Gay rights leaders are cheering the announcement that the Obama administration will stop deporting and begin granting work permits to younger illegal immigrants who came to the U.S. as children and have since led law-abiding lives.
The initiative – in the form of an executive order – addresses a top priority of an electorate that has been vocal in its opposition to administration immigration policies and last year’s record number of deportations.
The policy change will affect as many as 800,000 immigrants who have lived in fear of deportation. It also bypasses Congress and partially achieves the goals of the DREAM Act, a long-sought but never enacted plan to establish a path toward citizenship for young people who came to the United States illegally but who have attended college or served in the military.
“It is the right thing to do,” President Barack Obama said during a White House announcement. “It makes no sense to expel talented young people ... who for all intents and purposes are Americans.”
There was no shortage of responses to the announcement from the White House, where, later on June 15, the president held an LGBT Pride celebration.
“President Obama has absolutely taken the right step today in extending the American dream to undocumented youth across this country," said Robin McGehee, executive director of the LGBT protest group GetEQUAL. "We're thrilled that the president has stood with DREAMers across the U.S. today and has finally extended the 'hope and change' to them that he promised in 2008.”
Herndon Graddick, president of the Gay and Lesbian Alliance Against Defamation, said, “GLAAD applauds the young, undocumented leaders, many of whom are LGBT, for their tireless advocacy to ensure that all Americans, including immigrants, have access to safety, equal opportunity and protection. This is another step forward in creating a society that is accepting, respectful and inclusive of all people.”
At the National Gay and Lesbian Task Force, executive director Rea Carey said, "We applaud the Obama administration for taking this monumental and inspiring step. It shows true leadership. It is heartening to know that hundreds of thousands of young people will no longer have to live in daily fear of being forced out of the country, away from the life and dreams they have built. Our country will be better for it."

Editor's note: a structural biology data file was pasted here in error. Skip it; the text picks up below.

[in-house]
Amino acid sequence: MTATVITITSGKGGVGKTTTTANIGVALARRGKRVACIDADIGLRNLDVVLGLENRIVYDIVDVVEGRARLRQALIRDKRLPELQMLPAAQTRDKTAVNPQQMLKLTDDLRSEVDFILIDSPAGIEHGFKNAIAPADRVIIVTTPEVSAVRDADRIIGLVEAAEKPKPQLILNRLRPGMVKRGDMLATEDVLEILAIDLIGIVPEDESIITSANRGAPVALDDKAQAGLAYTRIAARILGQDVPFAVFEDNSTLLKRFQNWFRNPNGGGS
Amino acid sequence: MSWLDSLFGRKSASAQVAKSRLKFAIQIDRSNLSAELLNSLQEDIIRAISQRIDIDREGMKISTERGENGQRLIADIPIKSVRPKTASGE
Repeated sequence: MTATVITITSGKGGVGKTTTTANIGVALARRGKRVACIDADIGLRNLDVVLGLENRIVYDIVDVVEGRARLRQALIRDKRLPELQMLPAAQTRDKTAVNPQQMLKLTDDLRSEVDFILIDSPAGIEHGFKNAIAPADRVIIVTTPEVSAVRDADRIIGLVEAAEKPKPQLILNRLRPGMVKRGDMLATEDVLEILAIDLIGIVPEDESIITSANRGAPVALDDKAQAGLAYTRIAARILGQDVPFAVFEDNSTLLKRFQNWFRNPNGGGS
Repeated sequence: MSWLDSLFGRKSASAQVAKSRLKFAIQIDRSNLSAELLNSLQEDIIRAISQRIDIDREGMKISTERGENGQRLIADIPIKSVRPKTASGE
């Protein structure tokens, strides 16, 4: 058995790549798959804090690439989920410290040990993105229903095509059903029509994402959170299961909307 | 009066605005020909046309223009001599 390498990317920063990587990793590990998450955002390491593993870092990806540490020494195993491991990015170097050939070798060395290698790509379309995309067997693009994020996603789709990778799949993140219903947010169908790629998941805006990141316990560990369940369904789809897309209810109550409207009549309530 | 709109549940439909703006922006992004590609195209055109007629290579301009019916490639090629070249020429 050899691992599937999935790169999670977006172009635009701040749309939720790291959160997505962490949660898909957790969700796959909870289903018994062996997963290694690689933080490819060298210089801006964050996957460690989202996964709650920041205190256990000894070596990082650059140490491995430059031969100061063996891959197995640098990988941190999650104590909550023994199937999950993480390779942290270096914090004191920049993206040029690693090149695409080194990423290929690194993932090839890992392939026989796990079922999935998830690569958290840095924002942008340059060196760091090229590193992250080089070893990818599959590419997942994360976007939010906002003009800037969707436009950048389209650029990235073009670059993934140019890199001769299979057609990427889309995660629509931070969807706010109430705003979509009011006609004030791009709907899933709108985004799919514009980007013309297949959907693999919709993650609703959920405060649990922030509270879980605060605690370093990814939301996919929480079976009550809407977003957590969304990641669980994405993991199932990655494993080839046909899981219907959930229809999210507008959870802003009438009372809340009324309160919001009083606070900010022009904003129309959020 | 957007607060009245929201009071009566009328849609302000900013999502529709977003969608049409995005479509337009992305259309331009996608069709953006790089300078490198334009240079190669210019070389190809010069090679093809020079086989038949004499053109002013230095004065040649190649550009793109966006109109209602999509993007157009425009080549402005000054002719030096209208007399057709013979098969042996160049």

Rachel B. Tiven, executive director of Immigration Equality, added, "Today’s announcement is great news for our country. The young people who will be positively impacted are our classmates, our colleagues, our friends. They are America’s up-and-comers: future entrepreneurs, scientists, and public servants. I can’t wait to see their vibrant potential realized."
The administration’s move comes in a year in which the Hispanic vote could be critical in tossup states like Colorado, Nevada and Florida that could go either Democratic or Republican.
While Obama enjoys support from a majority of Hispanic voters, Latino enthusiasm for the president has been tempered by the slow economic recovery, his inability to win congressional support for a broad overhaul of immigration laws and by his administration’s aggressive deportation policy.
Activists opposing his deportation policies last week mounted a hunger strike at an Obama campaign office in Denver and other protests were planned for this weekend.
Homeland Security Secretary Janet Napolitano announced the new policy early June 15, one week before Obama addresses the National Association of Latino Elected and Appointed Officials’ annual conference in Florida.
She said, “Our nation’s immigration laws must be enforced in a firm and sensible manner. But they are not designed to be blindly enforced without consideration given to the individual circumstances of each case. Nor are they designed to remove productive young people to countries where they may not have lived or even speak the language. Discretion, which is used in so many other areas, is especially justified here.”
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